Las Pirámides de Túcume

We Sneaked Into a Ruin

I’m so not a rebel.

I think the part of me that has always wanted to be has been terminally thwarted by the little angel that sits on my left shoulder and takes vicious delight in wigging out the devil on my right.  My bitchy, opinionated left shoulder angel always ends up steering me in the direction of the straight and narrow.

I guess she’s scared of ending up spending the night in a police cell with only a large tattooed woman called Big Momma for company.

In any case – despite the hissy fits of white 13-year-old girls whose notions of what’s sexy extend little further than Nick Carter’s floppy hairdo (oh the shame), I feel I gave my parents very little to worry about during my teen years.  A claim which I’m sure will result in them writing me a long, detailed email contesting the matter.

Happily, recently just outside of Chiclayo in northern Peru I was given another chance to be rebellious and awesome.  Having just met two new friends the day before, I had no real idea what sort of people Pablo and Esther were.  You see, at first they looked normal as we chatted over Cusqueñas – but then we went to Las Pirámides de Túcume.

But hang on, let’s rewind a bit

First up, some history:  Las Pirámides are the remains of several huacas (temples) left over from the Mochica culture who danced, sang and were generally awesome before the Incas came and rained on their parade.  North Peru was the principal hot spot of these peeps and was made known again to the modern age with the discovery of El Señor de Sipán: a Mochica lord found buried with a mountain of gold, treasures and finery.  If that wasn’t enough, he was also followed to the afterlife by an entourage composed of three women, a slave, child, dog, two llamas, a guard and finally a soldier who’d been conveniently relieved of his feet in order to prevent him from escaping after death.  In short, El Señor is the Peruvian – if not South American – equivalent of Tutankamon.

Las Pirámides de Túcume

We were suitably excited.

Pirámides de Túcume
See? We’re excited. And suitably so.

But the excitement soon doubled when we walked past a sign saying:

DO NOT PASS – Site in Restauration 

I mean, I walked past it – LIKE A LAME-O – while Esther and Pablo stood next to it and proclaimed loudly that such notices would not stop the likes of us, no siree.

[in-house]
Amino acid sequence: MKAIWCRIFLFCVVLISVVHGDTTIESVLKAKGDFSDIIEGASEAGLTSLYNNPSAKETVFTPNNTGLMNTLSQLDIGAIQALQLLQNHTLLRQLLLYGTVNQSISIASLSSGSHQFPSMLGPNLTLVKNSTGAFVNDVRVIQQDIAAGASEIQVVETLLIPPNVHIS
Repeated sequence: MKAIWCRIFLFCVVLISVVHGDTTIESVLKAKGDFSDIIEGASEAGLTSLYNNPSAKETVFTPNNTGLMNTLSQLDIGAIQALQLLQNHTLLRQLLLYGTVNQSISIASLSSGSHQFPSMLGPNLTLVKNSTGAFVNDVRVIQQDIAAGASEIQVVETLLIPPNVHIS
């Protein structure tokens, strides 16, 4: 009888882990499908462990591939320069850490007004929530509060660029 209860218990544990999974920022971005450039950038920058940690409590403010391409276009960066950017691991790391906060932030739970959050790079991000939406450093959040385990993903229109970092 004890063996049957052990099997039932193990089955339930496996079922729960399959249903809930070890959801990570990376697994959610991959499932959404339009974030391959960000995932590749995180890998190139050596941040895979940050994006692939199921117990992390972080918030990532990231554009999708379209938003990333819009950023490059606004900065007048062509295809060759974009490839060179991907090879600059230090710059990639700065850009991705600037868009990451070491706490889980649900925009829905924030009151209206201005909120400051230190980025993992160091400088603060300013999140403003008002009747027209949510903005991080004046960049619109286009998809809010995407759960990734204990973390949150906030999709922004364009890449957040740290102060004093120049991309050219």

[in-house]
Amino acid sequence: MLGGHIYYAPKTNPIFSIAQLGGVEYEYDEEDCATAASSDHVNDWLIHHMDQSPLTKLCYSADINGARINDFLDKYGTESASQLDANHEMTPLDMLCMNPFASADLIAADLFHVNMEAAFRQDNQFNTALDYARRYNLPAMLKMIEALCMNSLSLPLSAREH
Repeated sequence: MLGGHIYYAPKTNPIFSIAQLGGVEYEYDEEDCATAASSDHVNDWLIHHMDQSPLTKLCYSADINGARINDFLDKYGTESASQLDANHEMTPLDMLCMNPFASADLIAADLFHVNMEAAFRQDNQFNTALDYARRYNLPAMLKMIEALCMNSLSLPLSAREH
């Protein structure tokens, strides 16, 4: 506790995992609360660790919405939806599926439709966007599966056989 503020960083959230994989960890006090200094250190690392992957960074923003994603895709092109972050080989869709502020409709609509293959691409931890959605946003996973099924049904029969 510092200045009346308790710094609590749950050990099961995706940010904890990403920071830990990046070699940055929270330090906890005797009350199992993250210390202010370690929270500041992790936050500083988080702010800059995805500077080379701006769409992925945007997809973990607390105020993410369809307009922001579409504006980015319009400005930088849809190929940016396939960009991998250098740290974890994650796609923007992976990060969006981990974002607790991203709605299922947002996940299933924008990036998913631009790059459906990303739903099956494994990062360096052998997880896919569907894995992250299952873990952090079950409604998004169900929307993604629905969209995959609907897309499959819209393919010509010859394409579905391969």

(My little devil squeaked in agreement.  The angel hurriedly shushed it.)

The plan was simple:  walk innocently up another hill offered legally to us for our viewing pleasure…

Pirámides de Túcume
Walking nonchalantly so as not to attract attention.

…then come back down via a different route, taking us conveniently far from the scary DO NOT PASS sign we’d seen.  If we ran into a pissed off khaki-clad archaeologist, we’d pretend that we didn’t speak Spanish before gesturing that we’d never seen the offending sign…and then run away, giggling like schoolkids.

Not a ninja

That day’s exercise brought home the fact that I would make an astonishingly crap ninja, bank robber, lioness or indeed anything stealthy.  The whole time we were out of bounds in the site (a term I’ve only just remembered now from primary school), I was mentally practising the oh-god-I’m-sorry-it’s-just-that-my-friends-are-cooler-than-me speech I’d give the dusty, bespectacled scientist I was sure was going to pop out at any moment, angrily wiping his brushes on his knee-high socks.

To distract myself from our imminent capture and deportation from Peru, I took photos of my much calmer and more rebellious counterparts – themselves quite stealthy.

Las Pirámides de TúcumeIn the end, this is what the sign wanted to prevent us from seeing…

Pirámides de Túcume

IMG_8840

Photos taken from outside the locked door in this position…

Spying

In short – we successfully thwarted the sunburned scientists who’d otherwise have had us not appreciate Peruvian Mochica history, and made it down to have a fairly anticlimactic look at this temple.

A temple whose role and function in said history I’ve since wholly forgotten.

Good one, Erin.

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